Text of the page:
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General Rules

For our Holy Fathers, the purpose of the entire Triodion was to remind us in brief of Godís benefaction to us from the beginning and to instill in the memory of all how we were fashioned by Him, and how we violated the commandment which He gave us for the sake of our nakedness; how we were banished from the delight of Paradise and expelled through the envy of our enemy the serpent, the Author of evil, who was brought down on account of his pride, and how we remained outcasts from the good things of Paradise and were led around by the Devil; how the Son and Word of God, moved by compassion, bowed the Heavens and came down, dwelt in the Virgin and became man for our sake, and through His own way of life showed us how to ascend back to Heaven, through humility, fasting, and refraining from evil deeds, and through His other actions; how He suffered, arose, and ascended to the Heavens, and sent forth the Holy Spirit upon His Holy Disciples and Apostles; and how He was proclaimed Son of God and perfect God by them throughout the world; what the Divine Apostles accomplished through the Grace of the All-Holy Spirit; and that they gathered together all the Saints from the ends of the earth through their preaching, replenishing the world above, which was the goal of the Creator from the very beginning.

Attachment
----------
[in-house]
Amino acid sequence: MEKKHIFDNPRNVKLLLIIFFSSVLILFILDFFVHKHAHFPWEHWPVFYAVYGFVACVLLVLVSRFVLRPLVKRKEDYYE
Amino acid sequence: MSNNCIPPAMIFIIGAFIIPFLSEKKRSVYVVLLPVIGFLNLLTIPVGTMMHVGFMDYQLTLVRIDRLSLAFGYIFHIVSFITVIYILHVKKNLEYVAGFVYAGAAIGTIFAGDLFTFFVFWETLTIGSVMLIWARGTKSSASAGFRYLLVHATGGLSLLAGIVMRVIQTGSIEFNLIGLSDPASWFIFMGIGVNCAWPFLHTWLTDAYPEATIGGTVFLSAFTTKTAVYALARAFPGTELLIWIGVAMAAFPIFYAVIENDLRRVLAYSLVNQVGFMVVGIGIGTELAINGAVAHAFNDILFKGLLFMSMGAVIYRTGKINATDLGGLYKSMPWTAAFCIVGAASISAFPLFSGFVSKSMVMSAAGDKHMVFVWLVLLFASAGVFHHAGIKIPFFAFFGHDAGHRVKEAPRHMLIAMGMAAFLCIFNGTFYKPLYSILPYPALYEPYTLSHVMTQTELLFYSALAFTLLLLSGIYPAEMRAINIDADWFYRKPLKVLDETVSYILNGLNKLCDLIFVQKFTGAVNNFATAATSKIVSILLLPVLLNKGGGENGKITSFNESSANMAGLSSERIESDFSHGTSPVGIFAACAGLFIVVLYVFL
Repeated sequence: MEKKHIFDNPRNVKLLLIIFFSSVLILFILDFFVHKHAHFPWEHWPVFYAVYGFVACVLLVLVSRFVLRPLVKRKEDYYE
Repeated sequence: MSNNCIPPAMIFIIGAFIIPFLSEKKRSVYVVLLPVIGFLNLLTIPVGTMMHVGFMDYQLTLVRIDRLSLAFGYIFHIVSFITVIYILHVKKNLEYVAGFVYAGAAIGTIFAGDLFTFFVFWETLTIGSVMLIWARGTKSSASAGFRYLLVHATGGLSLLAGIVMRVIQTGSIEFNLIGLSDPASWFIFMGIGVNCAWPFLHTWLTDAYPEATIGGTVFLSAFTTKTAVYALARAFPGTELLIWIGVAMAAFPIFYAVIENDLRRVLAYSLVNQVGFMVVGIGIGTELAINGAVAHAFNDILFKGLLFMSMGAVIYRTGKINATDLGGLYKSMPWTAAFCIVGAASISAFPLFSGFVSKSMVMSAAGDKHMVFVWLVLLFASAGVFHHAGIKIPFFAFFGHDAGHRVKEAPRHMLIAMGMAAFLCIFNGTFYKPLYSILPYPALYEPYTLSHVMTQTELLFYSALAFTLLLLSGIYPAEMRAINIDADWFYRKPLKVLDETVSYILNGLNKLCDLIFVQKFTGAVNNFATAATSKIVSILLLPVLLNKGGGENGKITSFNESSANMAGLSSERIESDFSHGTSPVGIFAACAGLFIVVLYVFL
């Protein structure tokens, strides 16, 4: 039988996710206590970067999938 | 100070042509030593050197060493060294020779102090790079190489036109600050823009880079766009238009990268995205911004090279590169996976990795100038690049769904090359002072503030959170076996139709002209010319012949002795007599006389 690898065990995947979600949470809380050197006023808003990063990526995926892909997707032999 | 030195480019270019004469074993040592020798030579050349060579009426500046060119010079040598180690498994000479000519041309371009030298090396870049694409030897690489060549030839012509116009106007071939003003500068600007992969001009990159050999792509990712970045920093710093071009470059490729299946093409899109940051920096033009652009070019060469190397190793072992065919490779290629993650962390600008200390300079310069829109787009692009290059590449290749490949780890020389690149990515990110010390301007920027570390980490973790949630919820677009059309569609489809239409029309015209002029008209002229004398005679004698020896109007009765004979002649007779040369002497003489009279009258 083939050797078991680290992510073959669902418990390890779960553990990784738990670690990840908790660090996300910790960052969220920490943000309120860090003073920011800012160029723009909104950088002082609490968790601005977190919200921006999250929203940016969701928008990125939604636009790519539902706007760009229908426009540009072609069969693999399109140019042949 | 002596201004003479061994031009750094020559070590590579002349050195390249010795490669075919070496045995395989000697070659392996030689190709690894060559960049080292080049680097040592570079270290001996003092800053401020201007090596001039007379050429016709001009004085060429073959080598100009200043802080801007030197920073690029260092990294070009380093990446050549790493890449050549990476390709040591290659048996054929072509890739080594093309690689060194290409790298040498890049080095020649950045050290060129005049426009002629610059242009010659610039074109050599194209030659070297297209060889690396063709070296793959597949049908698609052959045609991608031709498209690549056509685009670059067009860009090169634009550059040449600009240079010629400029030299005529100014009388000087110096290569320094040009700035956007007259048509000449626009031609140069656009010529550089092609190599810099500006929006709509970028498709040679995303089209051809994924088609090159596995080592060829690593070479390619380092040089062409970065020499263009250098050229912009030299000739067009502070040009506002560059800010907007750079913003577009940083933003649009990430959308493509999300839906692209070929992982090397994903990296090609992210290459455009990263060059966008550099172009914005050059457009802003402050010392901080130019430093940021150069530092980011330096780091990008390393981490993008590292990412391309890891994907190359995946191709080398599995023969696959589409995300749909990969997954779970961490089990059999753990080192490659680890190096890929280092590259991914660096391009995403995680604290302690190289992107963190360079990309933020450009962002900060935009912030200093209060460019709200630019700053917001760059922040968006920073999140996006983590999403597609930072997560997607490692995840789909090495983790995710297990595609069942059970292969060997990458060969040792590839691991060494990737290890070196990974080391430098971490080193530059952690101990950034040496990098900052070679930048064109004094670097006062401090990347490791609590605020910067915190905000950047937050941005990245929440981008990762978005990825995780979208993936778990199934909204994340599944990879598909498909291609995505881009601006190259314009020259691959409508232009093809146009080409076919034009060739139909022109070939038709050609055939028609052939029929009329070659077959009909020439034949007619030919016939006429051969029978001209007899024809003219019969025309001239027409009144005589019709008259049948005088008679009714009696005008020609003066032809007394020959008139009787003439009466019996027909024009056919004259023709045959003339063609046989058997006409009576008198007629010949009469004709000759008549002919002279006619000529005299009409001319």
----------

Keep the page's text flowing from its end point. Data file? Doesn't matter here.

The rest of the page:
This, then, is the purpose of the Triodion.

1. No fasting during the week after the Sunday of the Publican and the Pharisee.
2. Wednesday and Friday during the week after the Sunday of the Prodigal Son are fast days.
3. The weekdays after the Sunday of the Last Judgment all foods are eaten except meat.
4. On Clean Monday, the day after the Forgiveness Sunday, begins the fast of Great Lent
The Lenten Fast rules that we observe today were established within the monasteries of the Orthodox Church during the sixth through eleventh centuries. These rules are intended for all Orthodox Christians, not just monks and nuns.
The first week of Lent is especially strict. On Monday, Tuesday and Wednesday, a total fast is kept. In practice, very few people are able to do this. Some find it necessary to eat a little each day after sunset. Many Faithful do fast completely on Monday and then eat only uncooked food (bread, fruit, nuts) on Tuesday evening. On Wednesday, the fast is kept until after the Presanctified Liturgy.
From the second through the sixth weeks of Lent, the general rules for fasting are practiced. Meat, animal products (cheese, milk, butter, eggs, lard), fish (meaning fish with backbones), olive oil and wine (all alcoholic drinks) are not consumed during the weekdays of Great Lent. Octopus and shell-fish are allowed, as is vegetable oil. On weekends, olive oil and wine are permitted.
According to what was done in the monasteries, one meal a day is eaten on weekdays and two meals on weekends of Great Lent. No restriction is placed on the amount of food during the meal, though moderation is always encouraged in all areas of one's life at all times.
Fish, oil and wine are allowed on the Feast of the Annunciation (March 25) and on Palm Sunday (one week before Easter). On other feast days, such as the First and Second Finding of the Head of Saint John the Baptist (February 24) the Holy Forty Martyrs of Sebaste (March 9), the Forefeast of the Annunciation (March 24) and the Synaxis of the Archangel Gabriel (March 26), wine and oil are permitted.


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Page created: 19-3-2013.

Last update: 19-3-2013.